But “Government” is not a monolithic entity, it is rather composed of a multitude of little individuals all more or less “doing their duty” and they are All Souls …
And in another quote from an article published in Atlantic Monthly in 1936, Albert Jay Nock opines on the qualities of the common man, the masses as he calls them … about “the masses“:
“… In the year of King Uzziah’s death, about 740 B.C., the Lord commissioned the prophet Isaiah to go out and warn the people of the wrath to come. “Tell them what a worthless lot they are.” He said, “Tell them what is wrong, and why and what is going to happen unless they have a change of heart and straighten up. Don’t mince matters. Make it clear that they are positively down to their last chance. Give it to them good and strong and keep on giving it to them.
Antonio Balestra (1666-1740) – The Prophet Isaiah
I suppose perhaps I ought to tell you,” He added, “that it won’t do any good. The official class and their intelligentsia will turn up their noses at you and the masses will not even listen. They will all keep on in their own ways until they carry everything down to destruction, and you will probably be lucky if you get out with your life.”
Isaiah had been very willing to take on the job – in fact, he had asked for it – but the prospect put a new face on the situation. It raised the obvious question: Why, if all that were so – if the enterprise were to be a failure from the start – was there any sense in starting it? “Ah,” the Lord said, “you do not get the point.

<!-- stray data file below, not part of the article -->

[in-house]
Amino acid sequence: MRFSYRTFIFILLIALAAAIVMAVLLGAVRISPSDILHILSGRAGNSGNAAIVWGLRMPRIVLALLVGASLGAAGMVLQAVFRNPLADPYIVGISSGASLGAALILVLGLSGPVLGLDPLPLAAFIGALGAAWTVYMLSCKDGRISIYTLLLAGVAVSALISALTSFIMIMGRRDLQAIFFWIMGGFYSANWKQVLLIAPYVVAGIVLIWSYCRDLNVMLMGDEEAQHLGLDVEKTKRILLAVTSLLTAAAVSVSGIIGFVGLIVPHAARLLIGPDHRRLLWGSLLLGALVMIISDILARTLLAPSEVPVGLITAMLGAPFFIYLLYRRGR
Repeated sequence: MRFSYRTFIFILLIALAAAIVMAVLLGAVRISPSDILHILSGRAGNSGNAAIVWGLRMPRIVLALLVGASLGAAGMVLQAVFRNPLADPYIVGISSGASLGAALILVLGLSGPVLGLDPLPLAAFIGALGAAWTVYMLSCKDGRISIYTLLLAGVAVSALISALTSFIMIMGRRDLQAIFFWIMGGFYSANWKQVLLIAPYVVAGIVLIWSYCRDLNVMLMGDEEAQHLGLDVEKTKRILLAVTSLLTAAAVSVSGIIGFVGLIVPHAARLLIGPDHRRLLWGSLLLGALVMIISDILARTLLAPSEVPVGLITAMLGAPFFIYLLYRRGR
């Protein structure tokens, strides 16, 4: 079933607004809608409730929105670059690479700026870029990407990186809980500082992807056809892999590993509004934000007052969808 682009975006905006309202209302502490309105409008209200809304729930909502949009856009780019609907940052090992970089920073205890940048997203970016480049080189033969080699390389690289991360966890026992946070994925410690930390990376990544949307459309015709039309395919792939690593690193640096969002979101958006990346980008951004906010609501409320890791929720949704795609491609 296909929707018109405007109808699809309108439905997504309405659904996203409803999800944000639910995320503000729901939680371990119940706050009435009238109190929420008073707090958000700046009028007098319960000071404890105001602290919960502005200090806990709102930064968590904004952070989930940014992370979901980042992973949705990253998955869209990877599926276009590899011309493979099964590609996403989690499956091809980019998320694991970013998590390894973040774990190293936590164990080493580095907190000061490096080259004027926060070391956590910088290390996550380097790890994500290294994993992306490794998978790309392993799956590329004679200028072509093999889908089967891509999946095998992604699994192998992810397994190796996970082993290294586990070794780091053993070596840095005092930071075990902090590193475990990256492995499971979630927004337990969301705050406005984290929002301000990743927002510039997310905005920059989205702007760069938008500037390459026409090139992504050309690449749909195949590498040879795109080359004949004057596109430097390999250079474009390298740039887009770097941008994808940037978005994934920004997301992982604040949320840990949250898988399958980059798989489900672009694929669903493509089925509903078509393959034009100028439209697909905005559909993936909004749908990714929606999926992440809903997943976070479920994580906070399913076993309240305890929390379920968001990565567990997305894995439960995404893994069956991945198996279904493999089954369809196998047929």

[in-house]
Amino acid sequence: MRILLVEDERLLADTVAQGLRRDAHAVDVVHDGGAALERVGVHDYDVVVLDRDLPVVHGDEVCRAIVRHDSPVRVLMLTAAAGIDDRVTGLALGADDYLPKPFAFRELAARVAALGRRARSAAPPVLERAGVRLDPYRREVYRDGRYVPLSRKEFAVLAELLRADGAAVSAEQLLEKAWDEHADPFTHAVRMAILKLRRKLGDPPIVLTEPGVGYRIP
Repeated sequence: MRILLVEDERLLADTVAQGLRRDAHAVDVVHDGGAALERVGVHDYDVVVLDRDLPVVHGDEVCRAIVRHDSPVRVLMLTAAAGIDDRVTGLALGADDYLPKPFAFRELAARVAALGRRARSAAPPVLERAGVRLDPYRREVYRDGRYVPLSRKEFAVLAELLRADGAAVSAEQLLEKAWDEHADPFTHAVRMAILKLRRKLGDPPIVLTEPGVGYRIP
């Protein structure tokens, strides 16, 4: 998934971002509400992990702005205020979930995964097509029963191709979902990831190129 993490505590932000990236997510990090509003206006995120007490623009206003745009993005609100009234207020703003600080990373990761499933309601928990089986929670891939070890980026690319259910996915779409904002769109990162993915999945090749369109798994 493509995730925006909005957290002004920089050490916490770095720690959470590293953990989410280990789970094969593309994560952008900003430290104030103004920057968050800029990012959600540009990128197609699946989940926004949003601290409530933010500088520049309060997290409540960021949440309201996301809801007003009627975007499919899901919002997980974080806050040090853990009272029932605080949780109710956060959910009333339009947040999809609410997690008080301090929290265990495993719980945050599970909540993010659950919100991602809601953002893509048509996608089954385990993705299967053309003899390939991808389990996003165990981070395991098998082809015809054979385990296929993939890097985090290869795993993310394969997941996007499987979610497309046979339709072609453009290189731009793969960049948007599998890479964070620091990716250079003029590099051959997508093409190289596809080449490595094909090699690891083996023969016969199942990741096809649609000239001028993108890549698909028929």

All Saints …
There is a Remnant there that you know nothing about. They are obscure, unorganized, inarticulate, each one rubbing along as best he can. They need to be encouraged and braced up because when everything has gone completely to the dogs, they are the ones who will come back and build up a new society; and meanwhile, your preaching will reassure them and keep them hanging on. Your job is to take care of the Remnant, so be off now and set about it.”
Apparently, then, if the Lord’s word is good for anything – I do not offer any opinion about that, – the only element in Judean society that was particularly worth bothering about was the Remnant. Isaiah seems finally to have got it through his head that this was the case; that nothing was to be expected from the masses, but that if anything substantial were ever to be done in Judea, the Remnant would have to do it.
A woman lights a candle on the grave of her relative before praying at a cemetery during the observance of All Souls Day in Dhaka, Bangladesh November 2, 2016. REUTERS/Mohammad Ponir Hossain